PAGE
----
As a flatbed truck driver, how many times have you retrieved a tarp from the toolbox only to find it covered with mold? Such scenarios are not good. Tarps and mold definitely do not play well together, which is why truck drivers work so hard to prevent mold growth.
If there’s good news here, it is that modern vinyl in poly materials is mold-resistant. Representatives at Mytee Products in Chillicothe, OH say that a good, high-quality tarp from a brand-name manufacturer is highly mold-resistant if cared for properly. Having said that, tarps do get moldy from time to time. It is in the best interests of truckers to learn how to prevent mold and, if it occurs, address it effectively.
It is All about Moisture
Mold needs certain conditions to grow. It requires a cool, damp, dark environment, which is why you never see mold growing on concrete slab exposed to large amounts of bright sunshine daily. When mold grows on a tarp, it is usually because the driver folded it wet and then left it stored that way for a length of time.
The ideal strategy for truck tarps is to allow them to completely dry before folding and storing away in the toolbox. Unfortunately, truck drivers do not always have the time and space to dry their tarps out. So what do they do?
First, they use vinyl and poly tarps whenever possible. Canvas tarps should be limited to only those times when they are absolutely necessary. Second, drivers should use the same tarps for consecutive loads if they know moisture is going to be a problem. Doing so prevents wet tarps from remaining folded up and in storage for extended periods of time.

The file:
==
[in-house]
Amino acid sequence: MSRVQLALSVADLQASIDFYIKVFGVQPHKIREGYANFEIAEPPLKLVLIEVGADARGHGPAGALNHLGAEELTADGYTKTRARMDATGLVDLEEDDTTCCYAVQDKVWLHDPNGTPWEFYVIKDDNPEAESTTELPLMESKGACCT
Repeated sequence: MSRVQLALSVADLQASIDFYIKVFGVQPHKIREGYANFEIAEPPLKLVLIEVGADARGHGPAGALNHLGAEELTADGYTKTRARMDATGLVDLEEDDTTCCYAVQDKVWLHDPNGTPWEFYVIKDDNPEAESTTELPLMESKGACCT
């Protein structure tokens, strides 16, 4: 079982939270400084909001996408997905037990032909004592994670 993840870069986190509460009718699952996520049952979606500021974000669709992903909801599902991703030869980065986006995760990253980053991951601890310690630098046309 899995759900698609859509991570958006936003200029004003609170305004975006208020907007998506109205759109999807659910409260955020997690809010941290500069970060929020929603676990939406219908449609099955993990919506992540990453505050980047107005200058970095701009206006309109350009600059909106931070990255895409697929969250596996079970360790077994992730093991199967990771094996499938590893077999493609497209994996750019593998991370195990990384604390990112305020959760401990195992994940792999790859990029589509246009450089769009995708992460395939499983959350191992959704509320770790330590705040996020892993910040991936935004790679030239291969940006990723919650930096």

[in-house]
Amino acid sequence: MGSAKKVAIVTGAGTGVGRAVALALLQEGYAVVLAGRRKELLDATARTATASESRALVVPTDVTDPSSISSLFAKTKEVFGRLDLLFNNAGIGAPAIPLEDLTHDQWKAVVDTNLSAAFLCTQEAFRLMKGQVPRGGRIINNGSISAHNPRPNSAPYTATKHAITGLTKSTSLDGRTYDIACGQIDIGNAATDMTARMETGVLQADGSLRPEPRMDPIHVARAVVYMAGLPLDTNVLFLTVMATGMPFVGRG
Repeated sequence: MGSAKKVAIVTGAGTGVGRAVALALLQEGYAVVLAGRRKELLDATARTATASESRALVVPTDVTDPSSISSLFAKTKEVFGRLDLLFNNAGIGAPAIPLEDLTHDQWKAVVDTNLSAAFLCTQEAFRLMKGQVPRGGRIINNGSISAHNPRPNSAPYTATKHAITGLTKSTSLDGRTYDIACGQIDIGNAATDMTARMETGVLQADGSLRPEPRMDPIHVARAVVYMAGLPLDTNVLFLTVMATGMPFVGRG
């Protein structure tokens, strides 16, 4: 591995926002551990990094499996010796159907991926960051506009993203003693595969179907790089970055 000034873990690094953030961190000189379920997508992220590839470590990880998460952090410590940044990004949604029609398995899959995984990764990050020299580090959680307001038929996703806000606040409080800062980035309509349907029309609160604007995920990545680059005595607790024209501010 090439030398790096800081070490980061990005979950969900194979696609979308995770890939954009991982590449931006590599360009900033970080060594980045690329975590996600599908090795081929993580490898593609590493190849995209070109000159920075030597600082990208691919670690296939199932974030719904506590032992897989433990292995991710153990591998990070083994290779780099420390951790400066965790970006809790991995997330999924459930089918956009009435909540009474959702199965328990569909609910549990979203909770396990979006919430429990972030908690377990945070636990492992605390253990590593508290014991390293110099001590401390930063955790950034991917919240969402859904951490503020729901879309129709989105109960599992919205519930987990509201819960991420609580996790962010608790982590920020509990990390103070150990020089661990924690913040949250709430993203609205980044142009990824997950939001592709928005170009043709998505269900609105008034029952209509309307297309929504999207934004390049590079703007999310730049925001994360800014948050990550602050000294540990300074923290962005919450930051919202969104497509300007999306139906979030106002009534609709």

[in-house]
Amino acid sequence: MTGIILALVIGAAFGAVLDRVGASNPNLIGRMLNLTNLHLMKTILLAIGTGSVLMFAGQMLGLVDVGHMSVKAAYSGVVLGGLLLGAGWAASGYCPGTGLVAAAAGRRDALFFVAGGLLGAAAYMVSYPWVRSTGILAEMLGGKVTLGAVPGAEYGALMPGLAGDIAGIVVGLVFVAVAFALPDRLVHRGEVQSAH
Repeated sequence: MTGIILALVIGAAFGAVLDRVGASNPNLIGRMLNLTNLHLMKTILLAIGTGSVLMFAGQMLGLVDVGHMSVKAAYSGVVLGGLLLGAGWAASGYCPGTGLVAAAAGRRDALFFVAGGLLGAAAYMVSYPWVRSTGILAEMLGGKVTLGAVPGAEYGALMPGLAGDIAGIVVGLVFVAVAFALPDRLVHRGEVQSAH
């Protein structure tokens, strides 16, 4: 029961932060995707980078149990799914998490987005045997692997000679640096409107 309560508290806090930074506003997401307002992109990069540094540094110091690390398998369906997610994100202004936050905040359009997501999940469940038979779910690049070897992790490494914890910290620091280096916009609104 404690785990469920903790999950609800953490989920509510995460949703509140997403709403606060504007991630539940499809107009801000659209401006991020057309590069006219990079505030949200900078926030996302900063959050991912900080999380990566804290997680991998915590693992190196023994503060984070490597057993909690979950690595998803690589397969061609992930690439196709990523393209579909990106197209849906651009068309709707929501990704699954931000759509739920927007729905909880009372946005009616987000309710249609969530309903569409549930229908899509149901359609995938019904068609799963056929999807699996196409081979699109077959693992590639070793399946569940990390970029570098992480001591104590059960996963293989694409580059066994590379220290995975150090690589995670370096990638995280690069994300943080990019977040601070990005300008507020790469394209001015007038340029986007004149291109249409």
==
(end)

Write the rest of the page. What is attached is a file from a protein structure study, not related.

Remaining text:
Finally, when the truck driver does have some time off – even if it is just a day – tarps should be pulled out and unfolded. They can be hung on a line, across the back of the trailer, over the top of the cab, or wherever else the driver can find adequate space.
Addressing Moldy Tarps
As previously mentioned, tarps do get moldy from time to time. No worries, though. A moldy tarp is rarely a total loss. Tarps can be cleaned using a simple, four-step process outlined by Mytee Products on their website:
- Spread and Sweep – Spread the tarp out in an area large enough to allow it to lay relatively flat. Next, sweep it to remove all loose debris and agitate the mold
- Hose It down and Scrub – Next, hose down the tarp with a hose nozzle that creates at least a little bit of pressure. Follow that with a scrubbing using a push broom or soft bristle brush. You may need a cleaning solution of baking soda and vinegar for the toughest spots.
- Rinse and Repeat – Follow the scrub with a thorough rinsing and follow-up examination. If any spots have not come completely clean, scrub and rinse them again.
- Let It Dry – Finally, clean tarps need plenty of time to fully dry before being stored away again. The tarp can be left on the ground where it is or suspended on a line. The key is to not make the same mistake of not allowing the tarp to fully dry before folding and storing.
Dealing with moldy tarps is never a fun thing. It is part of the job for flatbed truckers. If you are a flatbed trucker, do not let your tarps get the best of you. Do whatever you can to prevent mold, but address it immediately whenever it does occur.